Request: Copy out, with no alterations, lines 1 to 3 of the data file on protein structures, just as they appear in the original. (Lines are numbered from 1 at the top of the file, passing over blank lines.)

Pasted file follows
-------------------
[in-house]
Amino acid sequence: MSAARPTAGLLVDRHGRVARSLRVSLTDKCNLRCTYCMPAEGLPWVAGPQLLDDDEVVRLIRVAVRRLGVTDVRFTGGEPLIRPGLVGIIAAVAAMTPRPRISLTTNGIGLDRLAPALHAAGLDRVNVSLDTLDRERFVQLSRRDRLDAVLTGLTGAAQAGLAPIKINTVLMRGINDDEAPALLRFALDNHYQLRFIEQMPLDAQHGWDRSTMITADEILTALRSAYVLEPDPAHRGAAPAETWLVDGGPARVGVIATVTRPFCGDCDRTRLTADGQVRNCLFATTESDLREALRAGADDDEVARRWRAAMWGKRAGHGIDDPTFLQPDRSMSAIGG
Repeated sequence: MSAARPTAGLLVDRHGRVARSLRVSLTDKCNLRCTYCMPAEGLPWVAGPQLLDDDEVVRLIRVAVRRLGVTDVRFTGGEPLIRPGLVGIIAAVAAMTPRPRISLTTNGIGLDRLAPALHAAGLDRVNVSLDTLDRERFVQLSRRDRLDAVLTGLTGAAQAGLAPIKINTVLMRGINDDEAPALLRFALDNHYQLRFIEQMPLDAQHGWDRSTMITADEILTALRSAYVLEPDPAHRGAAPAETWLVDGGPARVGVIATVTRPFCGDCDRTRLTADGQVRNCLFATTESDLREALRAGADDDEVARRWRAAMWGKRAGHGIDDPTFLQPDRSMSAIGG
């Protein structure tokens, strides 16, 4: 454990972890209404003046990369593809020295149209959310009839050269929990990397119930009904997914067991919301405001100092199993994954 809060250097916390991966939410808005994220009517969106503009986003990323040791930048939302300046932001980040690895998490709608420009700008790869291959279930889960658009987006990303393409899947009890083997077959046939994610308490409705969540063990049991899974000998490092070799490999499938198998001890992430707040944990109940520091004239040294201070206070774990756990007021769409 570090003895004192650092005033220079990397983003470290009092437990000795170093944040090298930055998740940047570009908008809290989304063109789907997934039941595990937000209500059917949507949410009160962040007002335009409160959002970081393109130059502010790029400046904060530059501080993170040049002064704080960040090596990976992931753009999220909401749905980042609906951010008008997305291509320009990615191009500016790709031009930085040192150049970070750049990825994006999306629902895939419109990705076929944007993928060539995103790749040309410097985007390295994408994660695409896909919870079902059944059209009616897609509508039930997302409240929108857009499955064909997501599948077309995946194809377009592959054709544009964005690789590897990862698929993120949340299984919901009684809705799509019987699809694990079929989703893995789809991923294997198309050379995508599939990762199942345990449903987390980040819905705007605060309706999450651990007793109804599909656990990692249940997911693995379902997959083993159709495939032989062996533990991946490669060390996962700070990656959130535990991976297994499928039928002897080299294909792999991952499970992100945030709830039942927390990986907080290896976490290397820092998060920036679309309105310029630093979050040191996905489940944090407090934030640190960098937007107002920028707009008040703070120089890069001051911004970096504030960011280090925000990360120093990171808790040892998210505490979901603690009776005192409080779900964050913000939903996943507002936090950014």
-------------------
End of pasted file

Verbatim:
[in-house]
Amino acid sequence: MSAARPTAGLLVDRHGRVARSLRVSLTDKCNLRCTYCMPAEGLPWVAGPQLLDDDEVVRLIRVAVRRLGVTDVRFTGGEPLIRPGLVGIIAAVAAMTPRPRISLTTNGIGLDRLAPALHAAGLDRVNVSLDTLDRERFVQLSRRDRLDAVLTGLTGAAQAGLAPIKINTVLMRGINDDEAPALLRFALDNHYQLRFIEQMPLDAQHGWDRSTMITADEILTALRSAYVLEPDPAHRGAAPAETWLVDGGPARVGVIATVTRPFCGDCDRTRLTADGQVRNCLFATTESDLREALRAGADDDEVARRWRAAMWGKRAGHGIDDPTFLQPDRSMSAIGG
Repeated sequence: MSAARPTAGLLVDRHGRVARSLRVSLTDKCNLRCTYCMPAEGLPWVAGPQLLDDDEVVRLIRVAVRRLGVTDVRFTGGEPLIRPGLVGIIAAVAAMTPRPRISLTTNGIGLDRLAPALHAAGLDRVNVSLDTLDRERFVQLSRRDRLDAVLTGLTGAAQAGLAPIKINTVLMRGINDDEAPALLRFALDNHYQLRFIEQMPLDAQHGWDRSTMITADEILTALRSAYVLEPDPAHRGAAPAETWLVDGGPARVGVIATVTRPFCGDCDRTRLTADGQVRNCLFATTESDLREALRAGADDDEVARRWRAAMWGKRAGHGIDDPTFLQPDRSMSAIGG